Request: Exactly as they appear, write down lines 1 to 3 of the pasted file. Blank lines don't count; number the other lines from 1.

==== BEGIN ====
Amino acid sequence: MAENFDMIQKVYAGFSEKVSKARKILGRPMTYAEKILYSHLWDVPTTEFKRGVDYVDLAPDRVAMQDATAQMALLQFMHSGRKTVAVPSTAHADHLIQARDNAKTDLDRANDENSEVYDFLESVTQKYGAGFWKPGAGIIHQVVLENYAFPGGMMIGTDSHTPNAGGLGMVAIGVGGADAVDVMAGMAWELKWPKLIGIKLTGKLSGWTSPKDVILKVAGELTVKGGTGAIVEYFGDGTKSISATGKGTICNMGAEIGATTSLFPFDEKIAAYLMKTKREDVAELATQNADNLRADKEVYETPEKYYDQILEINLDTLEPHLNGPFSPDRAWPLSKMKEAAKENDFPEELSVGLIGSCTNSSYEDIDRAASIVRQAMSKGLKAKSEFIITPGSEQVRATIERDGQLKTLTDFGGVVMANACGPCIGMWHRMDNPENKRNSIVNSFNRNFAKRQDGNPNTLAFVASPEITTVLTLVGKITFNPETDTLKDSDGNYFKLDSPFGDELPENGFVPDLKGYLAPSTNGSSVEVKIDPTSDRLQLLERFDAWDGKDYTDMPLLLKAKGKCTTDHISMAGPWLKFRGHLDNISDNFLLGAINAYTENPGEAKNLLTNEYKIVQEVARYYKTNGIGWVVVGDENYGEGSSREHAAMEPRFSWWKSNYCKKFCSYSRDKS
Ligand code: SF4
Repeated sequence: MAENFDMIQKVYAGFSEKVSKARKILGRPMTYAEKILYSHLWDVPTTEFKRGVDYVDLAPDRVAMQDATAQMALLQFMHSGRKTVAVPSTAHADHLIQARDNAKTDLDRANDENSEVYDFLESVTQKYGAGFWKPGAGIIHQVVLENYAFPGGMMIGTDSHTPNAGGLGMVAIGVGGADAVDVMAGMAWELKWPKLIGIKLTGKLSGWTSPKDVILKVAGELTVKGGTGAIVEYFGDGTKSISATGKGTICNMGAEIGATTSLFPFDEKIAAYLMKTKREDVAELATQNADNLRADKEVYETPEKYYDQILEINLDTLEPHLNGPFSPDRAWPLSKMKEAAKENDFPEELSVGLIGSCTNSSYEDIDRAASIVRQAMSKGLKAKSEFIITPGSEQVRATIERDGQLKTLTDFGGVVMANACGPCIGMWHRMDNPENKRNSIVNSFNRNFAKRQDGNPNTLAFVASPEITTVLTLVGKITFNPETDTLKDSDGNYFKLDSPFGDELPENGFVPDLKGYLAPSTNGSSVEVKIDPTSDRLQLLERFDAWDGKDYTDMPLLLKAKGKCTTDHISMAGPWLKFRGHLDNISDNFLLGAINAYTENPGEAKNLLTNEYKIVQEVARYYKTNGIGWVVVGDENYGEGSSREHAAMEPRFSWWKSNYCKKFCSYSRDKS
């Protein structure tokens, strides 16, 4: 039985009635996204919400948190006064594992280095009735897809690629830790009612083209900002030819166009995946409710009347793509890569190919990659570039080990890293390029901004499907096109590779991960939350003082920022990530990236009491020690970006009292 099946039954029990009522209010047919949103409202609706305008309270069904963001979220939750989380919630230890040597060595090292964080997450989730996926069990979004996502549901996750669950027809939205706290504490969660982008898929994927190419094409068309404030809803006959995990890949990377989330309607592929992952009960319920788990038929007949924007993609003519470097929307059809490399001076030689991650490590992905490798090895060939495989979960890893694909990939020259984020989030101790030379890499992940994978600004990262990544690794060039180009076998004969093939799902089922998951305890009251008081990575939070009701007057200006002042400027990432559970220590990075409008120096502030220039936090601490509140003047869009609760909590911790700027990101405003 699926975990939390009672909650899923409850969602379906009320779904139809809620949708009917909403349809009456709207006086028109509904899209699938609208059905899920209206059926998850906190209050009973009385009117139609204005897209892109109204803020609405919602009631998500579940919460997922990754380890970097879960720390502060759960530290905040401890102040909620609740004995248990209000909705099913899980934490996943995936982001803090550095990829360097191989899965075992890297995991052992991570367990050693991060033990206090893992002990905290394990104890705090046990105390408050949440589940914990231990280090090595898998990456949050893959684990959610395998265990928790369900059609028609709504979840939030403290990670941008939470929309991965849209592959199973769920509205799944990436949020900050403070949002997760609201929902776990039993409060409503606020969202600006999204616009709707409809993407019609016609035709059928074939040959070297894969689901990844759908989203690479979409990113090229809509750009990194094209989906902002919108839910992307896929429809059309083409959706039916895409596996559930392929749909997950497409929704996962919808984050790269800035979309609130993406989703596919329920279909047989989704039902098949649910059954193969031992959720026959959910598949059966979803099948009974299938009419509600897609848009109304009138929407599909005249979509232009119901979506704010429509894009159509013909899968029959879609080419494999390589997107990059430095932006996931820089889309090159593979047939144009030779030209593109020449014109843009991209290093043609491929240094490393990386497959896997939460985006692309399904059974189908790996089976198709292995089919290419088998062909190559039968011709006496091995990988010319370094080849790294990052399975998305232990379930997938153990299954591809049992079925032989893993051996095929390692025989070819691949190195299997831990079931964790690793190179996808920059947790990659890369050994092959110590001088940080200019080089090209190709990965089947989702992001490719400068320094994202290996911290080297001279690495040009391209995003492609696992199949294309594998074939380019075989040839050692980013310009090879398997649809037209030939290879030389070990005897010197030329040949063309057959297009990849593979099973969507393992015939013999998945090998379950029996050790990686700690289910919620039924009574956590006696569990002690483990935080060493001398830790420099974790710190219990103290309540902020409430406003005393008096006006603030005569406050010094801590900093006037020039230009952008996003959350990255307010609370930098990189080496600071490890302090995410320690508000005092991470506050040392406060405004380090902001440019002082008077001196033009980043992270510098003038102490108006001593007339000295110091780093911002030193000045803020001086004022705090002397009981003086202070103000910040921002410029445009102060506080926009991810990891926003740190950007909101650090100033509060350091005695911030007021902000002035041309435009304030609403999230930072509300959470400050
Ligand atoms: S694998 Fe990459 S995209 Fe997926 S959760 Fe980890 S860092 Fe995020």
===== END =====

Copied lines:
Amino acid sequence: MAENFDMIQKVYAGFSEKVSKARKILGRPMTYAEKILYSHLWDVPTTEFKRGVDYVDLAPDRVAMQDATAQMALLQFMHSGRKTVAVPSTAHADHLIQARDNAKTDLDRANDENSEVYDFLESVTQKYGAGFWKPGAGIIHQVVLENYAFPGGMMIGTDSHTPNAGGLGMVAIGVGGADAVDVMAGMAWELKWPKLIGIKLTGKLSGWTSPKDVILKVAGELTVKGGTGAIVEYFGDGTKSISATGKGTICNMGAEIGATTSLFPFDEKIAAYLMKTKREDVAELATQNADNLRADKEVYETPEKYYDQILEINLDTLEPHLNGPFSPDRAWPLSKMKEAAKENDFPEELSVGLIGSCTNSSYEDIDRAASIVRQAMSKGLKAKSEFIITPGSEQVRATIERDGQLKTLTDFGGVVMANACGPCIGMWHRMDNPENKRNSIVNSFNRNFAKRQDGNPNTLAFVASPEITTVLTLVGKITFNPETDTLKDSDGNYFKLDSPFGDELPENGFVPDLKGYLAPSTNGSSVEVKIDPTSDRLQLLERFDAWDGKDYTDMPLLLKAKGKCTTDHISMAGPWLKFRGHLDNISDNFLLGAINAYTENPGEAKNLLTNEYKIVQEVARYYKTNGIGWVVVGDENYGEGSSREHAAMEPRFSWWKSNYCKKFCSYSRDKS
Ligand code: SF4
Repeated sequence: MAENFDMIQKVYAGFSEKVSKARKILGRPMTYAEKILYSHLWDVPTTEFKRGVDYVDLAPDRVAMQDATAQMALLQFMHSGRKTVAVPSTAHADHLIQARDNAKTDLDRANDENSEVYDFLESVTQKYGAGFWKPGAGIIHQVVLENYAFPGGMMIGTDSHTPNAGGLGMVAIGVGGADAVDVMAGMAWELKWPKLIGIKLTGKLSGWTSPKDVILKVAGELTVKGGTGAIVEYFGDGTKSISATGKGTICNMGAEIGATTSLFPFDEKIAAYLMKTKREDVAELATQNADNLRADKEVYETPEKYYDQILEINLDTLEPHLNGPFSPDRAWPLSKMKEAAKENDFPEELSVGLIGSCTNSSYEDIDRAASIVRQAMSKGLKAKSEFIITPGSEQVRATIERDGQLKTLTDFGGVVMANACGPCIGMWHRMDNPENKRNSIVNSFNRNFAKRQDGNPNTLAFVASPEITTVLTLVGKITFNPETDTLKDSDGNYFKLDSPFGDELPENGFVPDLKGYLAPSTNGSSVEVKIDPTSDRLQLLERFDAWDGKDYTDMPLLLKAKGKCTTDHISMAGPWLKFRGHLDNISDNFLLGAINAYTENPGEAKNLLTNEYKIVQEVARYYKTNGIGWVVVGDENYGEGSSREHAAMEPRFSWWKSNYCKKFCSYSRDKS